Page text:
I was impressed by the line staying at home and holding its water on the hard counts that Manning caught the Seahawks with two times during the touchdown drive. Starting the game in heavy set looked like an experiment for the Broncos. Franklin was pulling on the majority of the plays in that series, which tells me coaches are concerned with Franklin pulling. This is something that should be watched going forward.

Grading the Second Team Offense


77 Winston Justice
From watching Justice, I can tell why he was third LT in the game - Justice played like he was a three. There is still a lot of room for the back up right tackle to grow. Justice has a tendency to play high and lose leverage. His footwork is lacking and he has trouble figuring out who he should block on occasion. When faced with a speed rusher, he has a tendency to give up too much ground. That tendency, plus the fact that he often plays high, means he gets beat often. I do not see Justice as a capable enough tackle to fill in on the left side. He will work as a spot starter at RT if that need ever arises. I hope Schofield proves to be a better option there, though.

The wait for Garland making the roster is finally over. He is moving his feet well and he plays with leverage.The thing that jumps out is his hustle.

63 Ben Garland
The wait for Garland making the roster is finally over. Garland had by far the best outing of any of the twos. He is moving his feet well, and he plays with leverage. The thing that jumps out when watching Garland is his hustle. He busts his hump to get to the second level when blocking on the back side. The one negative play I saw from Garland came in pass protection when he was beat by a strong inside rip move, forcing Osweiler to scramble out of trouble.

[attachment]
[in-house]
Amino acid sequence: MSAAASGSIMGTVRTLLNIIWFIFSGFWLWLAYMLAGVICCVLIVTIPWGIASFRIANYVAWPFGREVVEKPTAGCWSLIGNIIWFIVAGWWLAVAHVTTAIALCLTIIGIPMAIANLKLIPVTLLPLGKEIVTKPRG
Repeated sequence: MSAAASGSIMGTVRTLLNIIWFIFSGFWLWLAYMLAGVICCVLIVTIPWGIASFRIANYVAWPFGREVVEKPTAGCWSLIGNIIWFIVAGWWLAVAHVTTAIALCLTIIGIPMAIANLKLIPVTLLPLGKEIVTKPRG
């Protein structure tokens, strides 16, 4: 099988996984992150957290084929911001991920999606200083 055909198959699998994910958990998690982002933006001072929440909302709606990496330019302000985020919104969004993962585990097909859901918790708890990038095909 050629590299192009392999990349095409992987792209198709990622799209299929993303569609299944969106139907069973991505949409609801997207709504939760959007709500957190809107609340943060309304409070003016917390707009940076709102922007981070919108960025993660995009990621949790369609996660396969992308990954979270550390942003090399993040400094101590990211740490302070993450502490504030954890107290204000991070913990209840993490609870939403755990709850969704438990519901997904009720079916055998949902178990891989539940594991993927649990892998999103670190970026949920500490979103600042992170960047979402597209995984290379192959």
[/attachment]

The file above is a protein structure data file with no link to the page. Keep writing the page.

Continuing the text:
64 Will Montgomery:
Montgomery looked solid, smart and heady. He knows right where to set up in pass protection. He did appear to tire on occasion. Conditioning may be an issue.

70 Vinston Painter
Painter is a mixed bag. He showed good footwork in pass-pro, but he also has a tendency to play high and lose leverage. Painter was beat by a strong outside swim move. He had a nice block kicking outside in the run game. Painter has difficulty getting to the second level and transitioning on tandem blocking with the tackle. This could be a continuity issue more than it is an issue with Painter's game. Painter could prove to be a serviceable backup.

71 Paul Cornick
Paul Cornick had a rough night. He has the slowest feet of the entire second unit, and he also plays high without leverage. Cornick got beat bad by an outside speed rush that Robinson also missed. Cornick did manage to get a nice pancake on a DE late in the game, but it was too little, too late. Cornick has to be on the outside looking in at this point.

Areas to improve for San Francisco game:

  • I would like to see the starters get after it a little more in the run game. When in two and three TE sets, they need to identify their initial blocks. When in doubt, put a hat on the closest defender!
  • Franklin needs to improve his pull and trap blocking. I think we'll see him start to settle in with a little more time playing on the inside.
  • With Clady, we need to see more confidence in the injured foot.
  • Ramirez needs to be more on target with his long snaps. The Seahawks stacking the tackles and running the tilt technique at him may have played a role in his accuracy issues. Clark needs to have a perfect game to help silence his many critics.
  • The Niners front seven represent another tough test for our boys. Though they have been depleted due to injury, the 49ers defensive line will be a good test for our offense. I hope to see some improvement running the ball.
  • For the reserve guys, they need to play with leverage and work on tandem blocking. I also would like to see Schofield with the twos. Justice and Cornick both need to work on their footwork. Cornick needs to have a much better outing against the Niners, or his days with the team are numbered.